The inclusion of an iconic baddie like the Joker, coupled with the unfortunate passing of Heath Ledger, created a perfect storm scenario whereby a 2-D crime drama was able to become a billion-dollar cultural phenomenon that inspired legions of cosplayers.

To a generation of fans, Ledger became the new James Dean. When he was first cast in the role, it left some naysayers wringing their hands. But in the end, Ledger's performance not only eclipsed Jack Nicholson's; it would ensure him a place in the upper echelon of great movie villains, alongside Darth Vader and Hannibal Lecter. His posthumous Oscar win for Best Supporting Actor, along with the film's weighty themes, helped it transcend the comic book movie genre—while at the same time elevating the genre to new levels of seriousness as an art form.

Never has the Joker been more gleefully Satanic than the scene where he appears at Harvey Dent's hospital bedside, whispering in Dent's ear, playing the part of the tempter, so he can win the battle for one man's soul, and with it, Gotham City. Batman becomes a Christ figure, the Hebrew scapegoat made human, sacrificing himself for the sins of others.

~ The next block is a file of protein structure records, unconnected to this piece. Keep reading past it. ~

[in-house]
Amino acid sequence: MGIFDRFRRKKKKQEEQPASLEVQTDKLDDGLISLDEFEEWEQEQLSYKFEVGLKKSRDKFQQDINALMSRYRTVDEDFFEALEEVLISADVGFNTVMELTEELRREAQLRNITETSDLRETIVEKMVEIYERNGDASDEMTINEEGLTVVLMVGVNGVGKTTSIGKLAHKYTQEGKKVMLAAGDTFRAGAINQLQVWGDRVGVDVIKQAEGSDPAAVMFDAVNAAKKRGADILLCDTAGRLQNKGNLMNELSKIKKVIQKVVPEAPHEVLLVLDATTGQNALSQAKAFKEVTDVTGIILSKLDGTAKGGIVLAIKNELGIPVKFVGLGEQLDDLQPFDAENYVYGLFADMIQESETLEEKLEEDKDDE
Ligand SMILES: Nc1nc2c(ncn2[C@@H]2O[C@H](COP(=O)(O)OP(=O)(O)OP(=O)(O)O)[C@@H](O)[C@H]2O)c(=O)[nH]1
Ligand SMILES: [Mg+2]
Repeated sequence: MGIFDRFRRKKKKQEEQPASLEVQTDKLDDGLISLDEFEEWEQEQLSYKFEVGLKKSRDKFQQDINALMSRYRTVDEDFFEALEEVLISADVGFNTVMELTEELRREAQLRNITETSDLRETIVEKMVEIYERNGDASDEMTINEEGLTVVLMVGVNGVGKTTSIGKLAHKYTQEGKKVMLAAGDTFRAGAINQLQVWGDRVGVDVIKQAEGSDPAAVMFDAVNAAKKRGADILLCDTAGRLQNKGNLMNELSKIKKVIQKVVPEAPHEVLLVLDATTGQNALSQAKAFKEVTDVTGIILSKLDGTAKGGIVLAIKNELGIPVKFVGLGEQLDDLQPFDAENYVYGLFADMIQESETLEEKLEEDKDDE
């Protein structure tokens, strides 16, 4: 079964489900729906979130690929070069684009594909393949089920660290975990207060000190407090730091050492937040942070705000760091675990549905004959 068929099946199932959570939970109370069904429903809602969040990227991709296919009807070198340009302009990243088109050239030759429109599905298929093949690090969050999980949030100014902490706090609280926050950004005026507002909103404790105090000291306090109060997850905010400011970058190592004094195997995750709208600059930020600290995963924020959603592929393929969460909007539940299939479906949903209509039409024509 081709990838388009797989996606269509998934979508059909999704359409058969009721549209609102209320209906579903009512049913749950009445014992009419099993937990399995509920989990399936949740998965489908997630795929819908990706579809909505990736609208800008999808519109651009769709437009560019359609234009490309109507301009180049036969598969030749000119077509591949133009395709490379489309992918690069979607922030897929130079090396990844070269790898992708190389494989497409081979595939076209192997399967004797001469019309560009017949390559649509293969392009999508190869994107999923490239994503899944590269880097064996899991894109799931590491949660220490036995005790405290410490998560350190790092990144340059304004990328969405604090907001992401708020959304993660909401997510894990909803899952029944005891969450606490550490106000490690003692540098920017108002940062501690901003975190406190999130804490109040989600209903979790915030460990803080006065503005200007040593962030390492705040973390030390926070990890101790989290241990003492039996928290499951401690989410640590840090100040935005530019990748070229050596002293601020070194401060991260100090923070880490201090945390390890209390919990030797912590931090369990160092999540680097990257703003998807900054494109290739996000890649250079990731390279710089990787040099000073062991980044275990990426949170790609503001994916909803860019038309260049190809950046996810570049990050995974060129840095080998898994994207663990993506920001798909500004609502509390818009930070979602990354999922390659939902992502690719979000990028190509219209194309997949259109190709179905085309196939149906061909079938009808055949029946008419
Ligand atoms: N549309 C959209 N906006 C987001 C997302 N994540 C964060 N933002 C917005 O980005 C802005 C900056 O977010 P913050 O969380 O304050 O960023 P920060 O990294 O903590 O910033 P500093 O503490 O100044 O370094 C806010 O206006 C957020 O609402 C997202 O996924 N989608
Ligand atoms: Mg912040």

Infused with similar religious themes, films like this year's Logan are now more like dark dramas than standard superhero flicks. When The Dark Knight got snubbed for a Best Picture nomination in 2008, the Academy even went and expanded the category the next year, to allow for extra nominations. That speaks volumes.


Inception (2010)

After The Dark Knight, the name Nolan had become a brand unto itself. In the summer of '09, when the first teaser for Inception was released, the first thing that popped up on screen after the Warner Bros. logo were the words, "From Christopher Nolan." There was no need to identify him as the director of [such-and-such a film]. Just his name was enough. Fans were already calling themselves Nolanites and proclaiming "In Nolan We Trust." By now Nolan, with Zimmer as his new go-to composer, wielded enough influence that just the teaser for one of their movies could be a trendsetter.

Thank you, Hans, for all those braaams. Braaams were the gift that kept on giving.


Speaking of 2009, while The Lord of the Rings trilogy might make the 2000s seem like a real toss-up between Nolan and Peter Jackson, 2009 changed all that, as Jackson began to fall out of favor that year with The Lovely BonesThe 2000s were a slow decade for David Fincher; likewise with Paul Thomas Anderson.

Ultimately, you do not have to cherish the films of Christopher Nolan. You may even think (as this writer does) that the Nolan brand started to show some chinks in its armor with The Dark Knight Rises and Interstellar. But there is no denying his far-reaching impact in the 2000s. Pit his filmography that decade against that of any other director, and it would be Christopher Nolan, for the win.